The Studio-to-Transmitter Link (STL) is what allows the tower to be in one place and the radio studio in another. In the early days of radio, the music, the DJ, the transmitter, antenna and tower all shared the same real estate. This was a big step forward as it allowed two things.
1. Ideal rather than compromised tower placement
2. Clusters with shared towers and studios.
So you gotta take the good with the bad. The original form of an STL was a wire connection. This could be laid as a dedicated cable at great expense or more commonly supplied by the phone company, which in that era would have been American Telephone & Telegraph Company's Bell system.
Both would be an analog wired circuit, typically a dry pair of straight wire with no intermediate devices. They had no no transformers, compressors, or any kind of audio processing. The upside was that the lines could be used for AC or DC current. The downside was that frequency response was inconsistent especially over long distances.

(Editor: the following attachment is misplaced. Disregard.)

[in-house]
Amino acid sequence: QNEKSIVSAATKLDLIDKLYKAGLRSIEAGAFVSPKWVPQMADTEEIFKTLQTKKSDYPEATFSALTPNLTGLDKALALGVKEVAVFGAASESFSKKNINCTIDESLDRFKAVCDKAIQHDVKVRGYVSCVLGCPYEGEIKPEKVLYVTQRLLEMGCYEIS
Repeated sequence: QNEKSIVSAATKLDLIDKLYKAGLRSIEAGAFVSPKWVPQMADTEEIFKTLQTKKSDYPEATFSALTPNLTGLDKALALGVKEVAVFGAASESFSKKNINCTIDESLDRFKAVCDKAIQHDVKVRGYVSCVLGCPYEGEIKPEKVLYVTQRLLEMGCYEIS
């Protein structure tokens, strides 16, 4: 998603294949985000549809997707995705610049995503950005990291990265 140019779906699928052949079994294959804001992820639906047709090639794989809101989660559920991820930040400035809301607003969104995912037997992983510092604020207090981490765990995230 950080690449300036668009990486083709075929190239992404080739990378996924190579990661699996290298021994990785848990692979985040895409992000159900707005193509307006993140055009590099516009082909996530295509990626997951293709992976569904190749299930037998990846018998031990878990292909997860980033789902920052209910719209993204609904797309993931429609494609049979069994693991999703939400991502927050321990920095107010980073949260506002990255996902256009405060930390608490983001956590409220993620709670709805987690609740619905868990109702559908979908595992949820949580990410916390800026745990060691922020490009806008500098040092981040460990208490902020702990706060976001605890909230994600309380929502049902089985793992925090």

Studio-to-transmitter links, and to some degree inter-city relays are familiar elements of most radio stations. They allow stations the flexibility to build their studios in locations that may be miles from the transmitter, allowing certain creature comforts or marketing opportunities. To all but those who must maintain them, they are a silent and sometimes forgotten step in the transmission chain
The legacy form of an STL is a wired path. Traditionally supplied by the local telephone company, an analog wired circuit was once the most common form of STL. The most basic type of circuit is a dry pair. This is a straight-wire path between two points. There are no active or passive devices between the source and destination. This type of circuit is also sometimes called a burglar-alarm circuit because it is commonly used for signaling by monitoring companies. Because there are no transformers or equalizers, these lines can pass ac and dc voltages. Their frequency response can be unpredictable and will suffer at long distances.
Modern STL is wildly more advanced using digital data, point-to-point microwave connections, dedicated T1 lines, or a broadcast on another licensed radio frequency ouside the AM & FM bands usually in the 950 Mhz band. Most stations using an STL have a transmitter-to-studio link (TSL) that returns transmitter data. Both the STL and TSL are considered broadcast auxiliary services (BAS) by the FCC and require separate licensing from the CP under their facility ID.